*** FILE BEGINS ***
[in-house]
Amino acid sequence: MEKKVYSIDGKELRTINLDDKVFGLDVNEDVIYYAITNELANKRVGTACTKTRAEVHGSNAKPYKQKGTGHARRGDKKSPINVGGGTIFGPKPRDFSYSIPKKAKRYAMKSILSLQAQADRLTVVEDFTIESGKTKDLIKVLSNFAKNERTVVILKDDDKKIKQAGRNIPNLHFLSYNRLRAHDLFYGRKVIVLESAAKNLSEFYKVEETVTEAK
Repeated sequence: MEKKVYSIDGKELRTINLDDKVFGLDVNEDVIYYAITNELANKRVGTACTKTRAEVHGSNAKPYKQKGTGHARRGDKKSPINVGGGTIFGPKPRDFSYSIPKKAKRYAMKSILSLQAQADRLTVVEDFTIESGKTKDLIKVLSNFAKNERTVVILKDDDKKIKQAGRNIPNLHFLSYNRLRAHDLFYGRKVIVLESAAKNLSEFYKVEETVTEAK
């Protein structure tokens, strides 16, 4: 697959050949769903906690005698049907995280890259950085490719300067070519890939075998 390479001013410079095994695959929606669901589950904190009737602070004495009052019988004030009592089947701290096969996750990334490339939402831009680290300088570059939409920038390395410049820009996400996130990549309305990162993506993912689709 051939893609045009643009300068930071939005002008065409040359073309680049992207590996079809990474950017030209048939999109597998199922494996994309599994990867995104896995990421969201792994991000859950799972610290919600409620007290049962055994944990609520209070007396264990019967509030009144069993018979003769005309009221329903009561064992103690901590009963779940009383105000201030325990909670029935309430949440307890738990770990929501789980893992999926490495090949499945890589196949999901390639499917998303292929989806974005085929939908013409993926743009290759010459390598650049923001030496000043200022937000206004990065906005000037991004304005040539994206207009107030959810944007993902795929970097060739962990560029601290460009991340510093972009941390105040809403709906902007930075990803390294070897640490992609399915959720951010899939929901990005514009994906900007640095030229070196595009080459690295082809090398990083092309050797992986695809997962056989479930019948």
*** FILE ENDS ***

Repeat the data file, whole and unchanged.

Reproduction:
[in-house]
Amino acid sequence: MEKKVYSIDGKELRTINLDDKVFGLDVNEDVIYYAITNELANKRVGTACTKTRAEVHGSNAKPYKQKGTGHARRGDKKSPINVGGGTIFGPKPRDFSYSIPKKAKRYAMKSILSLQAQADRLTVVEDFTIESGKTKDLIKVLSNFAKNERTVVILKDDDKKIKQAGRNIPNLHFLSYNRLRAHDLFYGRKVIVLESAAKNLSEFYKVEETVTEAK
Repeated sequence: MEKKVYSIDGKELRTINLDDKVFGLDVNEDVIYYAITNELANKRVGTACTKTRAEVHGSNAKPYKQKGTGHARRGDKKSPINVGGGTIFGPKPRDFSYSIPKKAKRYAMKSILSLQAQADRLTVVEDFTIESGKTKDLIKVLSNFAKNERTVVILKDDDKKIKQAGRNIPNLHFLSYNRLRAHDLFYGRKVIVLESAAKNLSEFYKVEETVTEAK
């Protein structure tokens, strides 16, 4: 697959050949769903906690005698049907995280890259950085490719300067070519890939075998 390479001013410079095994695959929606669901589950904190009737602070004495009052019988004030009592089947701290096969996750990334490339939402831009680290300088570059939409920038390395410049820009996400996130990549309305990162993506993912689709 051939893609045009643009300068930071939005002008065409040359073309680049992207590996079809990474950017030209048939999109597998199922494996994309599994990867995104896995990421969201792994991000859950799972610290919600409620007290049962055994944990609520209070007396264990019967509030009144069993018979003769005309009221329903009561064992103690901590009963779940009383105000201030325990909670029935309430949440307890738990770990929501789980893992999926490495090949499945890589196949999901390639499917998303292929989806974005085929939908013409993926743009290759010459390598650049923001030496000043200022937000206004990065906005000037991004304005040539994206207009107030959810944007993902795929970097060739962990560029601290460009991340510093972009941390105040809403709906902007930075990803390294070897640490992609399915959720951010899939929901990005514009994906900007640095030229070196595009080459690295082809090398990083092309050797992986695809997962056989479930019948």